On June 28, 2013, about 1100 central daylight time, an experimental, amateur-built Martin Zenith STOL CH 750 airplane, N699TX, sustained minor damage during a forced landing after the propeller assembly separated from the engine crankshaft near Paragould, Arkansas. The pilot was not injured. The airplane was registered to a private individual and operated by the pilot under the provisions of 14 Code of Federal Regulations Part 91 as a personal flight. Visual meteorological conditions prevailed for the flight, which was not operated on a flight plan. The flight originated from the Kirk Field Airport (PGR), Paragould, Arkansas, about 1050. The ultimate destination was the Grosse Ile Municipal Airport (ONZ), Detroit/Grosse Ile, Michigan. Use your browsers 'back' function to return to synopsisReturn to Query Page
The pilot reported that during the climb out after takeoff, about 5 miles northeast of the airport, the engine "developed an immediate and heavy vibration." He altered course to return to the airport. The intensity of the vibration increased to the level that the pilot considered shutting the engine down, when the vibration abruptly ceased. Looking out the windshield, he observed that the propeller had separated from the airplane. The pilot subsequently executed a forced landing to a field with no additional damage to the airplane.
A postaccident examination of the airplane revealed that the propeller flange-to-engine crankshaft flange attachment bolts had failed. The mating surfaces of the propeller and crankshaft flanges exhibited fretting damage. Portions of five of the six bolts remained with the crankshaft flange; one bolt had separated and was not recovered.
Metallurgical examination revealed that two bolt fragments exhibited features consistent with fatigue fracture. The remaining three recovered bolt fragments exhibited features consistent with overstress fracture. Damage was observed to the threads on three of the crankshaft flange bolt holes, including the bolt that had separated completely. Deposits consistent with thread lock were observed on the threads of the bolt fragments and the bolt holes in the crankshaft flange. The thread lock material appeared red in color; in addition, a substance that appeared to be yellow in color was observed between the red thread lock and the thread flank.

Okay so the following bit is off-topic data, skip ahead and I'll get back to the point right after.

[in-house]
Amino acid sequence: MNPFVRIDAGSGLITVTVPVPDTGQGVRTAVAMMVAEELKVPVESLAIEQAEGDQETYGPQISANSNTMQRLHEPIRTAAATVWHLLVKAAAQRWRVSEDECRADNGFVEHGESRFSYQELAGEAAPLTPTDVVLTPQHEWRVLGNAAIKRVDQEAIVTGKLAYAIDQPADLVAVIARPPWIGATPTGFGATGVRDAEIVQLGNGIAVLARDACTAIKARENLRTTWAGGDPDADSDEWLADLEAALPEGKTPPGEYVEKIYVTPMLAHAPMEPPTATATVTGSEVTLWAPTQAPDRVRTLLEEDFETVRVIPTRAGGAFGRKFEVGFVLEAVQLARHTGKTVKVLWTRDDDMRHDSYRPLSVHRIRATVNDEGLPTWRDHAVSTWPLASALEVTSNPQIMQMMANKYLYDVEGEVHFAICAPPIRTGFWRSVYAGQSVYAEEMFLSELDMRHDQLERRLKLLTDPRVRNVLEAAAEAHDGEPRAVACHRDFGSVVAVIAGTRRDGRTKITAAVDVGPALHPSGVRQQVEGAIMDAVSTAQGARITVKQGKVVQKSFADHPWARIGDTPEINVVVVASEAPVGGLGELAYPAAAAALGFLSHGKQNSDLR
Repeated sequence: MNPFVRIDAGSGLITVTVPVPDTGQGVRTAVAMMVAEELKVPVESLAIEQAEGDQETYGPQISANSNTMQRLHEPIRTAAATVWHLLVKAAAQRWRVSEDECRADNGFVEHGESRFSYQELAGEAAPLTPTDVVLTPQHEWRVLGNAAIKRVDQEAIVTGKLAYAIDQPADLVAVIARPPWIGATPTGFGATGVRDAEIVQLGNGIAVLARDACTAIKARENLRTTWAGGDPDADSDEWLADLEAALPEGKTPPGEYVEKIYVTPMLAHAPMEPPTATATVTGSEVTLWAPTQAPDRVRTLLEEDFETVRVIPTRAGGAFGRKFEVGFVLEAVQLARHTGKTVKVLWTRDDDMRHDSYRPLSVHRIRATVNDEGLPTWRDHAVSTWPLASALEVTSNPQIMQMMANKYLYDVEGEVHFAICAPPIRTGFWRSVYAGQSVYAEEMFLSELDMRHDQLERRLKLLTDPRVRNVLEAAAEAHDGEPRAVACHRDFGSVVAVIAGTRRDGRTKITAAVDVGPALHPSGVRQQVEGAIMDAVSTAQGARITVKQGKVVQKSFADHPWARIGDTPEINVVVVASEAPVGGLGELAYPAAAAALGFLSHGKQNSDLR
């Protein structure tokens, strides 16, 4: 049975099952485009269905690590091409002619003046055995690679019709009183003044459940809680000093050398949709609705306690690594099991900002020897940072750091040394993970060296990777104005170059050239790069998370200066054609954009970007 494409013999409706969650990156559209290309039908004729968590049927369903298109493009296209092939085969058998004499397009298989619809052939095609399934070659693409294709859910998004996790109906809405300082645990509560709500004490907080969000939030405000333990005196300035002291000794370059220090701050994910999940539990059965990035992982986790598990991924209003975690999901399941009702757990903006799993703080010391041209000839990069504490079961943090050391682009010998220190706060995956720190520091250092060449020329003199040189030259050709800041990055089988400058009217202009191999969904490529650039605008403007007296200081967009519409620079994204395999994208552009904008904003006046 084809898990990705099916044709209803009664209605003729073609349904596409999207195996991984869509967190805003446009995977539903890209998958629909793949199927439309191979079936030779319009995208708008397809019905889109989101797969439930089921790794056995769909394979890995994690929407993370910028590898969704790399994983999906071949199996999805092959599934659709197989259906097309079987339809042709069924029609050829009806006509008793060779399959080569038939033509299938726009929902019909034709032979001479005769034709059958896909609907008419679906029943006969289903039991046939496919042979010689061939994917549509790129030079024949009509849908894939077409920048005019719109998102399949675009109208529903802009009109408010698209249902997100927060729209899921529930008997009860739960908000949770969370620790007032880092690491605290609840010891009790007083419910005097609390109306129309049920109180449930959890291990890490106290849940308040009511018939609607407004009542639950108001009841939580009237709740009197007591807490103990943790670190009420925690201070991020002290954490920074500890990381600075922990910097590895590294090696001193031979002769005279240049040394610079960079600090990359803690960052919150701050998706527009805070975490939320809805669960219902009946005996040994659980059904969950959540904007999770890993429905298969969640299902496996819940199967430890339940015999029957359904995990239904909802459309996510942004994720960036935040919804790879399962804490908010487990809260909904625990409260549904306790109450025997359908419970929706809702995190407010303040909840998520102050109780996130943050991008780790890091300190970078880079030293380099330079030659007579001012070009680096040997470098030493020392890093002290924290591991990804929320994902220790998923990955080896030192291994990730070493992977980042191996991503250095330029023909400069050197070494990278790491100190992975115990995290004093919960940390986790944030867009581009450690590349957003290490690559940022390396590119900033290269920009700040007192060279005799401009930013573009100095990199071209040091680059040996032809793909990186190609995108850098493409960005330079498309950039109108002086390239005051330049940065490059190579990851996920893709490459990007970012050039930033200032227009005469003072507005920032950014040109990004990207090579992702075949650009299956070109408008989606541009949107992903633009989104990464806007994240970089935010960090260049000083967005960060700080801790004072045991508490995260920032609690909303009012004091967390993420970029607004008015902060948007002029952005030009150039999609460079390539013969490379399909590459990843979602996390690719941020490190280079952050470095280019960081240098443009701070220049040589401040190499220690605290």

Washers recovered with the propeller exhibited 12 radially-oriented step features on one face and 40 radially-oriented step features on the opposite face consistent with a disk-type lock washer. Impressions corresponding to the washer steps were observed adjacent to the attachment holes on the propeller flange and the clamping face of two bolt heads. The propeller flange also exhibited contact marks consistent with the edge of a larger spring or cone-shaped washer. The engine manufacturer's documentation noted that the standard washer for propeller flange installation was to be a Belleville (cone or spring) washer.
The accident airplane was equipped with a 120-horsepower, six-cylinder, Jabiru model 3300 reciprocating engine. The operator reported that the airframe and engine had accumulated about 32 hours at the time of the accident, with 6 hours since the most recent inspection. Copies of the airframe and engine maintenance logbooks were provided to the National Transportation Safety Board (NTSB). The engine logbook copies included a single maintenance entry dated June 17, 2013. It noted the completion of a 100-hour inspection at an airframe/engine time of 15.2 hours. There were no subsequent entries.
In July 2008, the engine manufacturer issued a service bulletin informing pilots and mechanics of several incidents in which the propeller and engine crankshaft flanges had separated. The bulletin noted that the cases had involved the improper installation of the propeller. The bulletin advised operators that if the propeller was not installed properly, it should be refitted to the correct procedure. It noted that the bolt and crankshaft threads should be cleaned to remove any remaining thread lock compound. In addition, the use of Loctite 620 was required because of its high temperature tolerance. Loctite 620 was green in color.